Pot Parks

Mexican cartel grow operations polluting forests, endangering visitors
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Mexican cartel grow operations polluting forests, endangering visitors

Some of our national parks and forests are becoming a bit less Into the Wild and more No Country For Old Men, thanks to Mexican marijuana cartels who squat on federal land to start massive grow operations. Perhaps worst of all, they often severely trash and pollute the land with toxic chemicals used to procure larger crops. From AP:

"What's going on on public lands is a crisis at every level," said Forest Service agent Ron Pugh. "These are America's most precious resources, and they are being devastated by an unprecedented commercial enterprise conducted by armed foreign nationals. It is a huge mess."

The drug cartels dump plant growth hormones into streams, divert water from intended sources with PVC pipes, and cover the ground in rat poison to keep animals away from their cash crops. The growers also poach deer, bears, and other animals, and they cause incalculable damage by creating an illegal network of unofficial trails.

They're also extremely dangerous: BLM biologists surveying public land in a remote area of northern Nevada last week were held at gunpoint for hours by alleged Mexican marijuana growers after accidentally running into their grow spot. After a few tense hours, the gunmen let the scientists go.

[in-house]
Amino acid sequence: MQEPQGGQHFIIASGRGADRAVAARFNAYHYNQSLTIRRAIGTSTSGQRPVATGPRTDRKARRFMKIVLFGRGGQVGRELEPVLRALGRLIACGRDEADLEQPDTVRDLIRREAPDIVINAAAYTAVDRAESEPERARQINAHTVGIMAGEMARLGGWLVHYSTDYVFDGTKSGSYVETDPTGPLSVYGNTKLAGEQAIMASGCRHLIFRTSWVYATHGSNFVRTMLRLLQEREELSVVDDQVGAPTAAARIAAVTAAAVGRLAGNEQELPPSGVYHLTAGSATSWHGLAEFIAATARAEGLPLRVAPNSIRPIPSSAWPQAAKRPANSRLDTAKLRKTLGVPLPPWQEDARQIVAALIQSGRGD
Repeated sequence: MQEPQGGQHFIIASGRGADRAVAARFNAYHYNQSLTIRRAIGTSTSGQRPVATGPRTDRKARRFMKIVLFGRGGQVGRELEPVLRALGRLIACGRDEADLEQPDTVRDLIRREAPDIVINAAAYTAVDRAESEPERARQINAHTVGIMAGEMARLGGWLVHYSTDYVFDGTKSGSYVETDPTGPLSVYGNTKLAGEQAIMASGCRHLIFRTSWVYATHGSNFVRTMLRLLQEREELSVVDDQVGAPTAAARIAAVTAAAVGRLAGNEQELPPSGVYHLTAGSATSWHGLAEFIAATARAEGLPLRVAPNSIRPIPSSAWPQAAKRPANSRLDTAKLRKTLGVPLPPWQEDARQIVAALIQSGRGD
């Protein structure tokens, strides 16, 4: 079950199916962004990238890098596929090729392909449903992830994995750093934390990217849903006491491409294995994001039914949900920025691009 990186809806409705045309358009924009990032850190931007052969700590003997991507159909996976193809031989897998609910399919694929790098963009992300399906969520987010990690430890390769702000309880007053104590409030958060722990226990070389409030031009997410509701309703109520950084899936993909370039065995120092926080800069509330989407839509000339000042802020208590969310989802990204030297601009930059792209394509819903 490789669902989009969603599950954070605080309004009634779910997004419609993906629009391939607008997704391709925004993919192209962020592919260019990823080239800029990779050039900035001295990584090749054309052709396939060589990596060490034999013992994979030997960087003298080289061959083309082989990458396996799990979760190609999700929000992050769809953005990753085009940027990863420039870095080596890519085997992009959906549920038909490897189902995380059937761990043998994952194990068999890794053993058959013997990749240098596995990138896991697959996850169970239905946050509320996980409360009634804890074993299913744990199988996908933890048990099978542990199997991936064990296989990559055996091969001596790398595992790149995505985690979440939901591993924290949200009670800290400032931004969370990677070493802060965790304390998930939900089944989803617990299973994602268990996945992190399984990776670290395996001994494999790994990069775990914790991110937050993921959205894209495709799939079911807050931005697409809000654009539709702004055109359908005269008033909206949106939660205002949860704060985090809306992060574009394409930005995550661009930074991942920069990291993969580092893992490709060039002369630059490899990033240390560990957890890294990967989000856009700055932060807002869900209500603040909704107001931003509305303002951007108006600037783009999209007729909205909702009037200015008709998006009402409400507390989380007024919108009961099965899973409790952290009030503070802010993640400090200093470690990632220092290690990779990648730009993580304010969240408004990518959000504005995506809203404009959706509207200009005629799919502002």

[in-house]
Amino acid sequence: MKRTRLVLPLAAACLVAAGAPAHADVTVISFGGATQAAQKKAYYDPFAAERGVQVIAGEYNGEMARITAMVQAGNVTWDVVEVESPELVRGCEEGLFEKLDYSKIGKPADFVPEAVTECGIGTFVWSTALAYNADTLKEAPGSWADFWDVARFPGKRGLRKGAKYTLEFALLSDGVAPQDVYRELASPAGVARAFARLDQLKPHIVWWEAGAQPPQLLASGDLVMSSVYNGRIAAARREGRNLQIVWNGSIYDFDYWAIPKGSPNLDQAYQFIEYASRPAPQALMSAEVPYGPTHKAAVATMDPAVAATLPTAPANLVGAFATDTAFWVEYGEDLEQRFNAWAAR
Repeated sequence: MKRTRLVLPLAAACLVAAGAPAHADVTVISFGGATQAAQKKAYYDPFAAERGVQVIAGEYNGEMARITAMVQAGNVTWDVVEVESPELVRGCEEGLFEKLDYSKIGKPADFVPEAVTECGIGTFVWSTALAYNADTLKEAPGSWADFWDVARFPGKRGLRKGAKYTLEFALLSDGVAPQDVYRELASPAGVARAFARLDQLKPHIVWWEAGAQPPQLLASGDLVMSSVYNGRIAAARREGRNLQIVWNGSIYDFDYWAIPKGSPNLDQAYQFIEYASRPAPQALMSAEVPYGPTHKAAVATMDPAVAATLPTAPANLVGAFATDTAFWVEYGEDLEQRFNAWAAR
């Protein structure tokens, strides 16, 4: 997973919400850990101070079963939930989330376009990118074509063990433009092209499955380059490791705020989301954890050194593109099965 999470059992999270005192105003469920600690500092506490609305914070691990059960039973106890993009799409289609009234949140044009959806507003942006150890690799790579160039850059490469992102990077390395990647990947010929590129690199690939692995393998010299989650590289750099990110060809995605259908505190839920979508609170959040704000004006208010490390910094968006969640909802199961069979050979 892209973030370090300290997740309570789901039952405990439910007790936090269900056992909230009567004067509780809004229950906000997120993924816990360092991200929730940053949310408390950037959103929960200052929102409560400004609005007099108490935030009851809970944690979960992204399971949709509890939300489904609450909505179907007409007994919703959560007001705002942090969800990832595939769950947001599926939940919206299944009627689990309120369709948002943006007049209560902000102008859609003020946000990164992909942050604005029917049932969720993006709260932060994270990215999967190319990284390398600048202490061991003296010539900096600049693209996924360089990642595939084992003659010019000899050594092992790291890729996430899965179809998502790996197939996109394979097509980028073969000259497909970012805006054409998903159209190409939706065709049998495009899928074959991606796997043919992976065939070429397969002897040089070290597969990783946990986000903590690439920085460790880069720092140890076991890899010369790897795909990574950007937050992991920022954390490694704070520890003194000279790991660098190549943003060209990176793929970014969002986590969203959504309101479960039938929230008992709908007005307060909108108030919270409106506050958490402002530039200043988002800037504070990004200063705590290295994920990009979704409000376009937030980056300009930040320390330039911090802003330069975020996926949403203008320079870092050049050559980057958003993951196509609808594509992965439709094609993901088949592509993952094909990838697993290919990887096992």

Officials first caught Mexican drug cartels on federal land in 1998 in Sequoia National Park, and popular spots for illegal grow sites include the Cascades of California, Oregon, and Washington, and fertile forest land of Kentucky, Tennessee, and West Virginia.

"People light up a joint, and they have no idea the amount of environmental damage associated with it," said Cicely Muldoon, deputy regional director of the Pacific West Region of the National Park Service.

All in all, bad news for the environmentally-conscious who occasionally spark a doob. This is bound to harsh a lot of mellows.

—Ted Alvarez

Mexican marijuana cartels sully US forests, parks (AP)